Back in the waning years of the Clinton administration, Congress quietly enacted an important internet privacy bill (the passage of which was overshadowed by other, more salacious developments). The Children’s Online Privacy Protection Act (“COPPA”) requires any website “target[ing]” children under the age of 13 to notify a child’s parent and receive verifiable consent before collecting personal information from that child. A lot of COPPA is about controlling online marketing activities involving young children, who may not appreciate the dangers in disclosing sensitive personal information to commercial entities.
The ACLU has long been strongly supportive of COPPA. It is an important first step on the road to universal baseline privacy protections that ensure that every American—young and old—has meaningful control over their personal information online. However, the Federal Trade Commission (“FTC”), the agency responsible for enforcing COPPA and for setting the implementing regulations that govern how the law will be enforced, recently proposed expanding the scope of COPPA in a troubling direction. Monday, we submitted comments expressing our concerns.
Right now, only sites or services that know they are targeting very young children (like Disney’s Club Penguin, which is a model of COPPA compliance), or know they are collecting information from young children (“actual knowledge”), have to do the notice-and-consent thing.
Under the FTC’s proposal, however, COPPA could apply to sites and online services that cater largely or even exclusively to adults or older teenagers. Crucially, the proposed changes would expand COPPA’s scope to sites or services that are “likely to attract an audience that includes a disproportionately large percentage of children under age 13 as compared to the percentage of such children in the general population.” Note that “disproportionately large” is inherently ambiguous, so most sites or services that could potentially attract a relatively small number of children relative to their overall audience are going to err on the side of caution (note that children under 13 make up about 18.5% of the population of the United States).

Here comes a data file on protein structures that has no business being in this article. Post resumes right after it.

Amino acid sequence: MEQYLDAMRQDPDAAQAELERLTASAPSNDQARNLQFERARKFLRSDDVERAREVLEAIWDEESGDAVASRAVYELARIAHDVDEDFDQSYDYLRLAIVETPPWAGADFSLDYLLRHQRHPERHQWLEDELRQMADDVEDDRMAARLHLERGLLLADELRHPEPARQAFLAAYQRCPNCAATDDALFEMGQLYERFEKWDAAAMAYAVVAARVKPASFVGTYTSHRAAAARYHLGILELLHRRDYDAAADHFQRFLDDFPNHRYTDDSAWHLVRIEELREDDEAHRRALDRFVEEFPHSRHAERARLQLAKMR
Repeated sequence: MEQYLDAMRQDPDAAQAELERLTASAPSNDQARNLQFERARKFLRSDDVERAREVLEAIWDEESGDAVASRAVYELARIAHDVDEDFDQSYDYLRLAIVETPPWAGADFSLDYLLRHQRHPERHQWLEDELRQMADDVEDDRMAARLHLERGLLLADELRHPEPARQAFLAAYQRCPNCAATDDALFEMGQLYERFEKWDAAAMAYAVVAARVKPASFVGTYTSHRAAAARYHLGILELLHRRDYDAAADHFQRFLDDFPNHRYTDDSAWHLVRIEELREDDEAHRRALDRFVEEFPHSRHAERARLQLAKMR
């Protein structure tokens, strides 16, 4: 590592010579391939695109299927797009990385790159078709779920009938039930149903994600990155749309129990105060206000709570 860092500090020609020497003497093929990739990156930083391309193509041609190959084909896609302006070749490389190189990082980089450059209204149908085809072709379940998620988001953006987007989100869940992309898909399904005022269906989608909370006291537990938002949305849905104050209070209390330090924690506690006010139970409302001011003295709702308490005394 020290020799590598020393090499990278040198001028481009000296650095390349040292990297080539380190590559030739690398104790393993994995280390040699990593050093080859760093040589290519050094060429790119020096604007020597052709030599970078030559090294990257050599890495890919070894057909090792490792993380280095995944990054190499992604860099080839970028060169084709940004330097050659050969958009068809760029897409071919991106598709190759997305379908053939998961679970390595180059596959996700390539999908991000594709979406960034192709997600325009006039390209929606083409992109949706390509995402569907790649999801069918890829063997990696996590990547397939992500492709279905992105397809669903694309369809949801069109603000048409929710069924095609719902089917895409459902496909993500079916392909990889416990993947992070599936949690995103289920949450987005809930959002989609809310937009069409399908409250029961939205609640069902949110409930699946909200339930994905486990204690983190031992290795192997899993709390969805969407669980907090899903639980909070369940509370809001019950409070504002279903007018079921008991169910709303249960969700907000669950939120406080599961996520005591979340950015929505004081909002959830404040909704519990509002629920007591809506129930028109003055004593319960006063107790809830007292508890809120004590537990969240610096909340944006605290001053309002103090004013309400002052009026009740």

So, why is this a problem?
First, there’s the chance that general purpose sites like YouTube will make their content more mature (by deleting, say, the Sesame Street channel) to avoid attracting young children. This raises a whole spectrum of First Amendment concerns, including the fact that the government here would be indirectly influencing the content of online speech, and the danger that the expansion could actually reduce the amount of child-friendly online content.
Second, under the new regulations, a site would be able to avoid COPPA liability if it age-screened every visitor. It is unclear, however, just what level of screening is appropriate. Some sites may feel pressured to actually verify a person’s identity before allowing them to access the site or service. In a series of cases litigated by the ACLU concerning the Child Online Protection Act (“COPA,” not to be confused with COPPA), courts, including the Supreme Court, explained that age-screening measures requiring adults to identify themselves before accessing protected information may chill speech such that they violate the First Amendment. The Supreme Court also found that verification measures restrict far more speech than is necessary to protect kids, which is a separate constitutional issue. Both of these concerns apply to the proposed COPPA changes.
The ACLU protects privacy and free speech simultaneously, and the two interests are rarely at cross-purposes. Right now, COPPA is a great law and it does both effectively. But, if expanded in the direction proposed, COPPA will put the government in the business of influencing online content, and that it cannot do. The FTC should leave what is not just good enough, but extremely good, alone.